Soldier is a 1972 song, written and performed by British songwriter Harvey Andrews.
Born in Birmingham in 1943, Andrews trained and worked as a teacher before becoming a full-time musician in the late 1960s. He remained active until 2012, recording 16 albums, though the 1970s was his most prolific period. Andrews’ work was inspired was American folk music, from Woody Guthrie to Donovan.
Like other folk musicians of the era, Andrews usually focused on ordinary people and their stories, often engaging in social commentary or political criticism. His thoughtful songs earned Andrews a loyal following and he toured widely, appearing at musical festivals in Britain and abroad. His songs did not receive much radio airplay, however, and only a handful made it onto singles charts.
Soldier remains one of Andrews’ best-known songs, in part due to the controversy it generated. Though it does not mention him by name, Soldier was inspired by the death of British Army Sergeant Michael Willetts.
In May 1972, the Provisional IRA dumped a suitcase bomb in the reception area of a Belfast police station. Willetts moved to the scene and stood in a doorway to provide cover for four civilians trapped in an office. He was struck in the head and body by flying debris, suffering fatal injuries. A gang of Catholic youths at the scene taunted Willetts and others wounded in the blast as they were being loaded into ambulances.
Willetts, who was 27 years old and married, was the eighth British soldier killed in the Troubles and the first to die from a bombing. He was posthumously awarded the George Cross for his bravery.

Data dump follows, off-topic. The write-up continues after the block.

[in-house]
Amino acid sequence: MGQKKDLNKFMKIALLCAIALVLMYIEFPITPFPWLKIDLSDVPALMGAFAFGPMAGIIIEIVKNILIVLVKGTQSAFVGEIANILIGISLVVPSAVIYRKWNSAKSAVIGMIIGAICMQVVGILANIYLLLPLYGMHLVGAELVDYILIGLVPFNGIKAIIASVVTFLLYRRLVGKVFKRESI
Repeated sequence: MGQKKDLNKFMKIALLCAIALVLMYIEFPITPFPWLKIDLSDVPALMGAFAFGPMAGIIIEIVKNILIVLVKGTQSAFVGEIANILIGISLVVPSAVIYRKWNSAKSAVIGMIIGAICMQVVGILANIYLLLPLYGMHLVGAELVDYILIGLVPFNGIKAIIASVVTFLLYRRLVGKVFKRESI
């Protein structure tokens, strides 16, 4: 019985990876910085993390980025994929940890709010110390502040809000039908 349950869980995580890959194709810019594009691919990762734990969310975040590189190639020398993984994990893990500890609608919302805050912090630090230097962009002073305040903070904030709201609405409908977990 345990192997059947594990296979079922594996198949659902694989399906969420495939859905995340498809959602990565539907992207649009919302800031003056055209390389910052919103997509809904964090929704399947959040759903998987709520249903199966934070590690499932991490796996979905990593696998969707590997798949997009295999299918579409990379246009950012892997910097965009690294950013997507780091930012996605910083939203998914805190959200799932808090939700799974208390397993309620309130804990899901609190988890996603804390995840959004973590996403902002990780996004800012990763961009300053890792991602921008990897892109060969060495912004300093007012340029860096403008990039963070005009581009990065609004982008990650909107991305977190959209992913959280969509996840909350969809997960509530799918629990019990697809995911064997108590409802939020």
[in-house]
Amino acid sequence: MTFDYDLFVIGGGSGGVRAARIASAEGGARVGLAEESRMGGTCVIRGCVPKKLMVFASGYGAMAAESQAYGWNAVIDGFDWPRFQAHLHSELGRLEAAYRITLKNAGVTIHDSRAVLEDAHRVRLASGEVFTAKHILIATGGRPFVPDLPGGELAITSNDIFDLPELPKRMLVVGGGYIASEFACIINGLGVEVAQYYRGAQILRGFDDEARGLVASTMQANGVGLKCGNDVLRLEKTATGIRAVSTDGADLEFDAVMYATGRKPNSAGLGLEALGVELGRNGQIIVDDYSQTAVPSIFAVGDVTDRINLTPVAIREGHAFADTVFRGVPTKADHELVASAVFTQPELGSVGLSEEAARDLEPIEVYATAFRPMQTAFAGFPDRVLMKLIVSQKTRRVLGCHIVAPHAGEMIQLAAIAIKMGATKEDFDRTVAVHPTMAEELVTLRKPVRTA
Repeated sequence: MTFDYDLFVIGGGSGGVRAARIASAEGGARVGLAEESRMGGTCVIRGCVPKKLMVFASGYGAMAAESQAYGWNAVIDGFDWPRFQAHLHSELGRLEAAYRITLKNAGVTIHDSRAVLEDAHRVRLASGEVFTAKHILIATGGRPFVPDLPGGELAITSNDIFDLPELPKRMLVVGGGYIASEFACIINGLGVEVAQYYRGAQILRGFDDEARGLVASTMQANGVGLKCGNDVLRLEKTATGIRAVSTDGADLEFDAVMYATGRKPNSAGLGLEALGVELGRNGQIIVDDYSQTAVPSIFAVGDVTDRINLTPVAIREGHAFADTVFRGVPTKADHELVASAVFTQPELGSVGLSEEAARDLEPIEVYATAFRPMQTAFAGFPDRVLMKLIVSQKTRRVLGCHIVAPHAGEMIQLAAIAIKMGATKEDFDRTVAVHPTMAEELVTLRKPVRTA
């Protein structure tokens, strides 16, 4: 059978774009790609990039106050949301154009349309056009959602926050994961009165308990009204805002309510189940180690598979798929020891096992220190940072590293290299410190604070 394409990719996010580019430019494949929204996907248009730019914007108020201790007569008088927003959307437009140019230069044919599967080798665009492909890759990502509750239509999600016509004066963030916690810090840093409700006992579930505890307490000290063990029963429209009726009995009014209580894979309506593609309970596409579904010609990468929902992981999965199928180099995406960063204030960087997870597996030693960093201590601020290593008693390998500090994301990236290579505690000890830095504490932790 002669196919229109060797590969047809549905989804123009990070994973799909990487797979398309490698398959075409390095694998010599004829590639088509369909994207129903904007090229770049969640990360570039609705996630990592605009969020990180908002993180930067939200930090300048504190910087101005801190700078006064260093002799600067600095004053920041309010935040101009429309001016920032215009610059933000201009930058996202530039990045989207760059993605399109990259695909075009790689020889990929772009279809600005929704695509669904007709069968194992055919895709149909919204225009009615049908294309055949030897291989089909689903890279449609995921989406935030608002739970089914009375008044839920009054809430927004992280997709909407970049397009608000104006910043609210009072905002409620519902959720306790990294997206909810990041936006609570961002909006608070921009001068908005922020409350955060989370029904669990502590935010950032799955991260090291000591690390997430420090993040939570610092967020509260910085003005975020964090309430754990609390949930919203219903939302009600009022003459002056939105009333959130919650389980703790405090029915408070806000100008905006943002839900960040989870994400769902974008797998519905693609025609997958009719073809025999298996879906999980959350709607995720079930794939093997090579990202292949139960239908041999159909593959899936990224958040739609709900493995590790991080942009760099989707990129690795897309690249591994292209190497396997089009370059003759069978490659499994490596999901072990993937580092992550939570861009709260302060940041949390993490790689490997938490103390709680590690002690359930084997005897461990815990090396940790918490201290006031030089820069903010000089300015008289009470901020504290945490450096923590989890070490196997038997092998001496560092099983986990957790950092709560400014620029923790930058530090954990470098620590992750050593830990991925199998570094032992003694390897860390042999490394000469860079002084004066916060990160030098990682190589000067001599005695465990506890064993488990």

Andrews’ lyrics depict the Troubles as a futile religious war (“another fight in Jesus’ name, the blind against the blind”). Called to service in Northern Ireland, British soldiers found themselves unwanted by Catholics, frustrated by sectarianism and at constant risk of death or injury. Those killed were “pawns lost in the game”.
Soldier invoked considerable controversy when it was released in mid-1972. It was banned from broadcast on radio and the BBC, while British soldiers were ordered not to play or sing it. Despite these bans, the song became enormously popular, both with Loyalists and British servicemen in Northern Ireland and elsewhere.
Some condemned Soldier as pro-establishment and anti-Nationalist, a right-wing defence of Operation Banner. Andrews denied this, describing it as a song about human sacrifice that purposefully avoided taking political sides.
In the station in the city, a British soldier stood
Talking to the people there, if the people would
Some just stared in hatred and others turned in pain
And the lonely British soldier wished he was back home again.
‘Come join the British Army!’ said the posters in his town
See the world and have your fun, come serve before the Crown
The jobs were hard to come by and he could not face the dole
So he took his country’s shilling and enlisted on the roll.
For there was no fear of fighting, the Empire long was lost